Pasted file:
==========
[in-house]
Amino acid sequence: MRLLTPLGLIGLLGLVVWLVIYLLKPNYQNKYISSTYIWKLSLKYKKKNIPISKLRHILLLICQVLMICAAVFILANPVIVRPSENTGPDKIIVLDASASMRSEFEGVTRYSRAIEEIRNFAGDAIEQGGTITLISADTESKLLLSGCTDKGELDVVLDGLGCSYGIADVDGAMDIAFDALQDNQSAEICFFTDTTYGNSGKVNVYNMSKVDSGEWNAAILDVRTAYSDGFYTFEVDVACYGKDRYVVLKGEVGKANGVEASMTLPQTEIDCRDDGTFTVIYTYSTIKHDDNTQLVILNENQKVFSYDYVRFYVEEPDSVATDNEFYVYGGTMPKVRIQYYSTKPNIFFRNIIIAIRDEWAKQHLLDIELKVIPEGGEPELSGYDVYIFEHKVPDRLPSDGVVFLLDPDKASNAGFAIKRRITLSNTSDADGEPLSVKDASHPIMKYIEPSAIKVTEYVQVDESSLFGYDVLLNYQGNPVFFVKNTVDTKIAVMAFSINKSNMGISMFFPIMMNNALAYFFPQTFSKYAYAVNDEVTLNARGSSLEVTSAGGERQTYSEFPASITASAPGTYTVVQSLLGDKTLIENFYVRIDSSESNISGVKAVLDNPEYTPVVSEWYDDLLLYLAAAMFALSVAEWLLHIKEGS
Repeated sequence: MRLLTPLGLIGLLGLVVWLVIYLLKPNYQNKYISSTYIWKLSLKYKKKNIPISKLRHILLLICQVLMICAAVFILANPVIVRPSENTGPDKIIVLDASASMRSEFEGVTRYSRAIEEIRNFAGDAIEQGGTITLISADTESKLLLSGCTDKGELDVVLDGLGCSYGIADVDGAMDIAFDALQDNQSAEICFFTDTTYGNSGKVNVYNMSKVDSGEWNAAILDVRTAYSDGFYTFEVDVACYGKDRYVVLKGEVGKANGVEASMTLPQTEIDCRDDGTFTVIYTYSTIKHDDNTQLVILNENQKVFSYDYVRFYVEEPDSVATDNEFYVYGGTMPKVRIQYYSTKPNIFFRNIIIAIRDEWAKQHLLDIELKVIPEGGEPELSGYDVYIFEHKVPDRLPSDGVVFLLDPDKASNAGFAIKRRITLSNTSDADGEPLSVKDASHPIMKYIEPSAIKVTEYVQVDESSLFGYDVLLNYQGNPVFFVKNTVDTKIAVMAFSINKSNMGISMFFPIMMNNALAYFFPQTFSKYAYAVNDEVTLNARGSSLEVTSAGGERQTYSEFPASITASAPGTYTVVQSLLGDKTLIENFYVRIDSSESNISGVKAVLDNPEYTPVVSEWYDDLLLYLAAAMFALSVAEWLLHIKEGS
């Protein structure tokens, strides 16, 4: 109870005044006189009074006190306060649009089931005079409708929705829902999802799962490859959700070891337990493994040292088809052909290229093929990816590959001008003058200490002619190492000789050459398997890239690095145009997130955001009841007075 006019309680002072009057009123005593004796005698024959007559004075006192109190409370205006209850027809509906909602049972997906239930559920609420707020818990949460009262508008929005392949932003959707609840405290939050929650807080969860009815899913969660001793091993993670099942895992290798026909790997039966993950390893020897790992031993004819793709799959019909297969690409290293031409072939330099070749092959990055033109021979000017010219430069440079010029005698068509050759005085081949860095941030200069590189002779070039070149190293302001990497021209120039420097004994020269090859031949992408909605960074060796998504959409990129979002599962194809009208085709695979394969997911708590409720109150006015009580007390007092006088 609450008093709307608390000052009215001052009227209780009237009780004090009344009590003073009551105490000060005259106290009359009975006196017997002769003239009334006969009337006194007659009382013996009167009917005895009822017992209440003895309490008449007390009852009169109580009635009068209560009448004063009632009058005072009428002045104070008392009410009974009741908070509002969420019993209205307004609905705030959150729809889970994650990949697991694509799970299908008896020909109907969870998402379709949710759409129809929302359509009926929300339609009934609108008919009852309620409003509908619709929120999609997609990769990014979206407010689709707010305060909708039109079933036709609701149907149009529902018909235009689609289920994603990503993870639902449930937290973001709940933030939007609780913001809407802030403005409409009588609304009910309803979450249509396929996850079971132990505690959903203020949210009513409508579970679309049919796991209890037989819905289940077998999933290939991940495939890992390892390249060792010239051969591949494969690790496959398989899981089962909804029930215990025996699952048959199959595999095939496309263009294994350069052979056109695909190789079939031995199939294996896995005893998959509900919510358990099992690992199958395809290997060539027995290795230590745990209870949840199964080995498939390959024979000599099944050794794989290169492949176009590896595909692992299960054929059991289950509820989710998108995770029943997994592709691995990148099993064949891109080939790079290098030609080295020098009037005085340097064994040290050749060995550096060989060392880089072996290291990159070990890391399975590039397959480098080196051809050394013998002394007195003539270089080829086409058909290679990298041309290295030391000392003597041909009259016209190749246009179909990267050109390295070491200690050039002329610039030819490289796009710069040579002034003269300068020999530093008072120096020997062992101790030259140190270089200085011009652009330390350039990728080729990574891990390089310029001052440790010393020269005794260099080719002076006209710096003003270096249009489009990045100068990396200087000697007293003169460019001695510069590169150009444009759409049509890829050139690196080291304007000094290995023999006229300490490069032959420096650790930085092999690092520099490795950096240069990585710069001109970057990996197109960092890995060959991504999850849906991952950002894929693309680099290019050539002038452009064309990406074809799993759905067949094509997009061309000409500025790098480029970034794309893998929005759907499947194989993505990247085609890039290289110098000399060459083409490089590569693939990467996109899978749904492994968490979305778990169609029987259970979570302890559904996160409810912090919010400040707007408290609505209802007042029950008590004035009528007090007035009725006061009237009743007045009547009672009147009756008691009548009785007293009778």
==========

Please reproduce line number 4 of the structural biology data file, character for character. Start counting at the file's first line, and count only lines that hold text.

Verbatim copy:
């Protein structure tokens, strides 16, 4: 109870005044006189009074006190306060649009089931005079409708929705829902999802799962490859959700070891337990493994040292088809052909290229093929990816590959001008003058200490002619190492000789050459398997890239690095145009997130955001009841007075 006019309680002072009057009123005593004796005698024959007559004075006192109190409370205006209850027809509906909602049972997906239930559920609420707020818990949460009262508008929005392949932003959707609840405290939050929650807080969860009815899913969660001793091993993670099942895992290798026909790997039966993950390893020897790992031993004819793709799959019909297969690409290293031409072939330099070749092959990055033109021979000017010219430069440079010029005698068509050759005085081949860095941030200069590189002779070039070149190293302001990497021209120039420097004994020269090859031949992408909605960074060796998504959409990129979002599962194809009208085709695979394969997911708590409720109150006015009580007390007092006088 609450008093709307608390000052009215001052009227209780009237009780004090009344009590003073009551105490000060005259106290009359009975006196017997002769003239009334006969009337006194007659009382013996009167009917005895009822017992209440003895309490008449007390009852009169109580009635009068209560009448004063009632009058005072009428002045104070008392009410009974009741908070509002969420019993209205307004609905705030959150729809889970994650990949697991694509799970299908008896020909109907969870998402379709949710759409129809929302359509009926929300339609009934609108008919009852309620409003509908619709929120999609997609990769990014979206407010689709707010305060909708039109079933036709609701149907149009529902018909235009689609289920994603990503993870639902449930937290973001709940933030939007609780913001809407802030403005409409009588609304009910309803979450249509396929996850079971132990505690959903203020949210009513409508579970679309049919796991209890037989819905289940077998999933290939991940495939890992390892390249060792010239051969591949494969690790496959398989899981089962909804029930215990025996699952048959199959595999095939496309263009294994350069052979056109695909190789079939031995199939294996896995005893998959509900919510358990099992690992199958395809290997060539027995290795230590745990209870949840199964080995498939390959024979000599099944050794794989290169492949176009590896595909692992299960054929059991289950509820989710998108995770029943997994592709691995990148099993064949891109080939790079290098030609080295020098009037005085340097064994040290050749060995550096060989060392880089072996290291990159070990890391399975590039397959480098080196051809050394013998002394007195003539270089080829086409058909290679990298041309290295030391000392003597041909009259016209190749246009179909990267050109390295070491200690050039002329610039030819490289796009710069040579002034003269300068020999530093008072120096020997062992101790030259140190270089200085011009652009330390350039990728080729990574891990390089310029001052440790010393020269005794260099080719002076006209710096003003270096249009489009990045100068990396200087000697007293003169460019001695510069590169150009444009759409049509890829050139690196080291304007000094290995023999006229300490490069032959420096650790930085092999690092520099490795950096240069990585710069001109970057990996197109960092890995060959991504999850849906991952950002894929693309680099290019050539002038452009064309990406074809799993759905067949094509997009061309000409500025790098480029970034794309893998929005759907499947194989993505990247085609890039290289110098000399060459083409490089590569693939990467996109899978749904492994968490979305778990169609029987259970979570302890559904996160409810912090919010400040707007408290609505209802007042029950008590004035009528007090007035009725006061009237009743007045009547009672009147009756008691009548009785007293009778």